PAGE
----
Toyota Concerned Wi-Fi Will Interfere with Vehicle-to-Vehicle Communication Systems
November 14, 2013 2:23 PM
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Toyota went before the House Energy and Commerce panel Wednesday to voice its concerns
Toyota Motor Corp.
is worried that Wi-Fi could mess with auto safety systems, and believes it could be dangerous without proper testing.
The Detroit News
, Toyota went before the House Energy and Commerce panel Wednesday to voice its concerns. John Kenney, principal research manager at the Toyota Info Technology Center in California, told the panel that the Federal Communications Commission (FCC) shouldn't allow Wi-Fi to use part of the spectrum designated for automobile systems until tested for safety.
“We don’t want a mom driving a car down the road with kids in the back seat, and because she happens to be driving by a coffee shop that’s using Wi-Fi, her collision-avoidance system turns off,” said Kenney.
Kenney said it should "be proven that no harmful interference will impair the safety-of-life mission for which that spectrum is allocated," including kids using devices in the backseat of a car.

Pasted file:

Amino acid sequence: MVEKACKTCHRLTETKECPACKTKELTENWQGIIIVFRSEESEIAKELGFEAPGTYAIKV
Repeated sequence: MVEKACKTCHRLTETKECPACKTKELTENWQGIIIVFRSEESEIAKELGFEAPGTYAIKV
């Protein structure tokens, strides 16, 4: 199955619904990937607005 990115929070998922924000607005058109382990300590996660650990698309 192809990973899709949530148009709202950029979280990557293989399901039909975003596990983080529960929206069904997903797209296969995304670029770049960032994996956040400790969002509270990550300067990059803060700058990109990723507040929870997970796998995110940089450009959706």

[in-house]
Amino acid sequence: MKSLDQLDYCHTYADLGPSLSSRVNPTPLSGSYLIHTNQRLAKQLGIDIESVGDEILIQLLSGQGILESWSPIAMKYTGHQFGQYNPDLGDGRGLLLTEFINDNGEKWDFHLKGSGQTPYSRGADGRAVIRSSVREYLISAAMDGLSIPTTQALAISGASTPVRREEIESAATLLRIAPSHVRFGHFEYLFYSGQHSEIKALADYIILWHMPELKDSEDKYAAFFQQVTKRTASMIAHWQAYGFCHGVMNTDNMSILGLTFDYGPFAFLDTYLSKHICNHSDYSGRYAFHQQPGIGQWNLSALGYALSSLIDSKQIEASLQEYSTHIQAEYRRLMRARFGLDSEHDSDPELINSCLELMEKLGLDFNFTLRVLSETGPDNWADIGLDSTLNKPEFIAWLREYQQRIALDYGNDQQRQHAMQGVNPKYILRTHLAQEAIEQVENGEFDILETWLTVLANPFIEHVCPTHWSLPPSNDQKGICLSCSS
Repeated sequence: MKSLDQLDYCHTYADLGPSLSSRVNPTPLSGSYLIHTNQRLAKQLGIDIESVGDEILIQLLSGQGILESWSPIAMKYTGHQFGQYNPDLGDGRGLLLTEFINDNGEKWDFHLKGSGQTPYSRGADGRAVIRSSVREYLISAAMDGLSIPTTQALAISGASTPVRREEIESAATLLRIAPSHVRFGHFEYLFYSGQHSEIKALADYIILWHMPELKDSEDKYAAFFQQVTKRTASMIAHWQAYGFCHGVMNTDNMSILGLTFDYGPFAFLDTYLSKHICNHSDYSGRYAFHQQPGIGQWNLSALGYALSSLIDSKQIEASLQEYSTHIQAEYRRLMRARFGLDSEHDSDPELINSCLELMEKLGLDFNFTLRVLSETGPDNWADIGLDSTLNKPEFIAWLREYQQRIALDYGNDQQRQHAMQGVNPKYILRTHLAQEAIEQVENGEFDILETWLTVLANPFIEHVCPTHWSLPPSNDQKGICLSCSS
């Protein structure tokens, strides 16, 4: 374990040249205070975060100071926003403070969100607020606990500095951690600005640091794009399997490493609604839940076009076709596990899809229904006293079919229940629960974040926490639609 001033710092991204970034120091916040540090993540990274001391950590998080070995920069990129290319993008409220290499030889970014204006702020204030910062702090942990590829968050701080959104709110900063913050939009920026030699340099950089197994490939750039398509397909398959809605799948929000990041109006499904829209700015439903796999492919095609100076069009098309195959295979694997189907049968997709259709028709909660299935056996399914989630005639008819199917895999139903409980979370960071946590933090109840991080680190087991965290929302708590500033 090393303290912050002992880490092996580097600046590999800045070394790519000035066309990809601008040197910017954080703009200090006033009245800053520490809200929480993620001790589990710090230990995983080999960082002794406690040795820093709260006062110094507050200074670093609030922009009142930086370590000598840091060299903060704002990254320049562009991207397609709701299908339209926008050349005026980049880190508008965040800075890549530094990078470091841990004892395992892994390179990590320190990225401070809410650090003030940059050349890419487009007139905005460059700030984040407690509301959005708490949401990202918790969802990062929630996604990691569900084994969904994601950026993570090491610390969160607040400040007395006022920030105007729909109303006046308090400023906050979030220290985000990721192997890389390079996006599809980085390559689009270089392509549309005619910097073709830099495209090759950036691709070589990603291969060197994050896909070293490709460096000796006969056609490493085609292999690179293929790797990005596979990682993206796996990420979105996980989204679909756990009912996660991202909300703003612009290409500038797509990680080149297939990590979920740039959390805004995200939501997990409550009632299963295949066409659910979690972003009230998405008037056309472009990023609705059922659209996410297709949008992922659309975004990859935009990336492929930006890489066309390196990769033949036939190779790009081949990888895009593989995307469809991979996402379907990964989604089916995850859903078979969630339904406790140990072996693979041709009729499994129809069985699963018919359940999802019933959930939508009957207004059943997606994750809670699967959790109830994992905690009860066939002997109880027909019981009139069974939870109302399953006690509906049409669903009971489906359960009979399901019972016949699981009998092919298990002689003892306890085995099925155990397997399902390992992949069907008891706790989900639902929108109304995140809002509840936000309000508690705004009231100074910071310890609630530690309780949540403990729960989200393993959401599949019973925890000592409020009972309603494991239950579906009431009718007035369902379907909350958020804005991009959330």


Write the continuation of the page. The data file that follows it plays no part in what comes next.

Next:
Vehicles would be in communication with each other and traffic signals [Image Source: Volvo Cars]
Automakers are currently working on vehicle-to-vehicle (V2V) communication, which allows cars to "talk" to each other and communicate warnings to the driver as well. For example, your car could let you know that
ahead is about to blow through a stop sign in an attempt to avoid a crash.
In fact, the National Highway Traffic Safety Administration (NHTSA) said V2V could one day help prevent up to 80 percent of traffic crashes.
Automakers and governments have spent about $130 million for V2V research and testing. Also, 10 major automakers and technology companies have been working with NHTSA’s Connected Vehicle Research Program since 2012 in a
V2V pilot study
in Ann Arbor, Michigan.
Toyota clearly wants to see the technology work and be implemented in the coming years, hence its most recent Wi-Fi concerns.
But Rep. Lee Terry (R-Neb) responded to Toyota's concerns, saying, “there is room for both.”
The Detroit News
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RE: Government Regulations
11/18/2013 7:47:11 AM
It might actually be easier (and cheaper) to stop giving drivers licenses to idiots who don't know how to drive, eh? After all, it IS a privelege, and NOT a right.
Of course, then the states will lose the tons of money they make off of those people....
"What would I do? I'd shut it down and give the money back to the shareholders." -- Michael Dell, after being asked what to do with Apple Computer in 1997
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